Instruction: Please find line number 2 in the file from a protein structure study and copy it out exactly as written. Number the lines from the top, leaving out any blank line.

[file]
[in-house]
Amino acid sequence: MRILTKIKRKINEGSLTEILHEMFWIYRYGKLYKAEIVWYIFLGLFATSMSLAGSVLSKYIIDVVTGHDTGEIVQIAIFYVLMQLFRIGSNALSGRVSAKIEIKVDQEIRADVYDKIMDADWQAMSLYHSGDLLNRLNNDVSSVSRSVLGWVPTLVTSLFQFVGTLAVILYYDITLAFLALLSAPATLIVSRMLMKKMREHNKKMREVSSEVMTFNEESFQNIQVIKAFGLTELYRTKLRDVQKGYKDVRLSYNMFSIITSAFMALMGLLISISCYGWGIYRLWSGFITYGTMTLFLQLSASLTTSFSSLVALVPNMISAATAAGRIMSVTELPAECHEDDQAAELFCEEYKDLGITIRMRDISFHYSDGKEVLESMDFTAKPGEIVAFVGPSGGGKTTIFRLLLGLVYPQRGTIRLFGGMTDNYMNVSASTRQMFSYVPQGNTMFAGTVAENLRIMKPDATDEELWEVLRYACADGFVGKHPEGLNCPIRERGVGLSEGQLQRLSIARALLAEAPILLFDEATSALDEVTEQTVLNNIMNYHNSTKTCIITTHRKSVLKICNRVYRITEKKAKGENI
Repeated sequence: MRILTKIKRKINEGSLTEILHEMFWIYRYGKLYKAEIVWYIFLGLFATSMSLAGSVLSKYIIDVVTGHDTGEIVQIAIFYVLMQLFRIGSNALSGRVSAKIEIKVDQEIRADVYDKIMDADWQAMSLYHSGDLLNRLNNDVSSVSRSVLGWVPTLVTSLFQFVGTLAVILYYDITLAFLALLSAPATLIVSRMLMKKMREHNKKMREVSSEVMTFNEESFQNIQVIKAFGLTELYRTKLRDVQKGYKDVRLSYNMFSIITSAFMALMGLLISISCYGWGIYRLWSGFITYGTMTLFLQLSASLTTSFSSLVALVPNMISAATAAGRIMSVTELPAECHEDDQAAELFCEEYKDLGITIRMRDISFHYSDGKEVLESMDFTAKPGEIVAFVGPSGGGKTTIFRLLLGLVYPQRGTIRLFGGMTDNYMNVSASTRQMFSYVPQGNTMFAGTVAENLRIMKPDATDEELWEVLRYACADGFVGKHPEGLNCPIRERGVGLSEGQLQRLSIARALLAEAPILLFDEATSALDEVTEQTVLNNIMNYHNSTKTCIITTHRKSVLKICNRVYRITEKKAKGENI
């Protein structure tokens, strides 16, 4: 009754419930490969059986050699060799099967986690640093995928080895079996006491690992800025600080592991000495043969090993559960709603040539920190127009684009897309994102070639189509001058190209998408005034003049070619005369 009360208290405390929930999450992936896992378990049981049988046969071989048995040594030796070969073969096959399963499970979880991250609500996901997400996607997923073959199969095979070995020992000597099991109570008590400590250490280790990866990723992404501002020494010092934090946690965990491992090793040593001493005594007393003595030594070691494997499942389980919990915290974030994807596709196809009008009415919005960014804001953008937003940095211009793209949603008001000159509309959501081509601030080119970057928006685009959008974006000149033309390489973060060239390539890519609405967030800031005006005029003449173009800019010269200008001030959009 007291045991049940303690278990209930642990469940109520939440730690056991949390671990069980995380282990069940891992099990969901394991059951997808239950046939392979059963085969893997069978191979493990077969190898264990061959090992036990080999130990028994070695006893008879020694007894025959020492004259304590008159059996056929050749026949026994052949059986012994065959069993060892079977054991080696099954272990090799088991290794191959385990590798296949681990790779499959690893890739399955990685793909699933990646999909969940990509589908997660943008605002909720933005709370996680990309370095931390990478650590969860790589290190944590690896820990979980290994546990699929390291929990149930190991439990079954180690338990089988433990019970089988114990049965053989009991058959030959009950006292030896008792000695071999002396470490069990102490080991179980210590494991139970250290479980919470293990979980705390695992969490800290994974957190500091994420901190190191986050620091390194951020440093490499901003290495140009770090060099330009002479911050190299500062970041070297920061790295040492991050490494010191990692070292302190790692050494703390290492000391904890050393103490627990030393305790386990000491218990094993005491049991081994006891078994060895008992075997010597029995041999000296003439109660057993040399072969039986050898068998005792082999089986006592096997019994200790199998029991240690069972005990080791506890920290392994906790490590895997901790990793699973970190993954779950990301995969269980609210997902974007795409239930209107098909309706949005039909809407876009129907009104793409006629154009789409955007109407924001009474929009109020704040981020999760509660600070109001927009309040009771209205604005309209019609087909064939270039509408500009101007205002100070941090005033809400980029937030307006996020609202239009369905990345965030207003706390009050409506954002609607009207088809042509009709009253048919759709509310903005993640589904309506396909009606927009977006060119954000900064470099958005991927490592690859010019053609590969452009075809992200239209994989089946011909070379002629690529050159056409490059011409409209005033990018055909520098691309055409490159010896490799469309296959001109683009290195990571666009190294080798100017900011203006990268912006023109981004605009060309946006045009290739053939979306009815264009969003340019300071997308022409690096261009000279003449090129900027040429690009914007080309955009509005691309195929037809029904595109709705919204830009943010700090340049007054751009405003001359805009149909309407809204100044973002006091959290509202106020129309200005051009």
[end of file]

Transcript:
Amino acid sequence: MRILTKIKRKINEGSLTEILHEMFWIYRYGKLYKAEIVWYIFLGLFATSMSLAGSVLSKYIIDVVTGHDTGEIVQIAIFYVLMQLFRIGSNALSGRVSAKIEIKVDQEIRADVYDKIMDADWQAMSLYHSGDLLNRLNNDVSSVSRSVLGWVPTLVTSLFQFVGTLAVILYYDITLAFLALLSAPATLIVSRMLMKKMREHNKKMREVSSEVMTFNEESFQNIQVIKAFGLTELYRTKLRDVQKGYKDVRLSYNMFSIITSAFMALMGLLISISCYGWGIYRLWSGFITYGTMTLFLQLSASLTTSFSSLVALVPNMISAATAAGRIMSVTELPAECHEDDQAAELFCEEYKDLGITIRMRDISFHYSDGKEVLESMDFTAKPGEIVAFVGPSGGGKTTIFRLLLGLVYPQRGTIRLFGGMTDNYMNVSASTRQMFSYVPQGNTMFAGTVAENLRIMKPDATDEELWEVLRYACADGFVGKHPEGLNCPIRERGVGLSEGQLQRLSIARALLAEAPILLFDEATSALDEVTEQTVLNNIMNYHNSTKTCIITTHRKSVLKICNRVYRITEKKAKGENI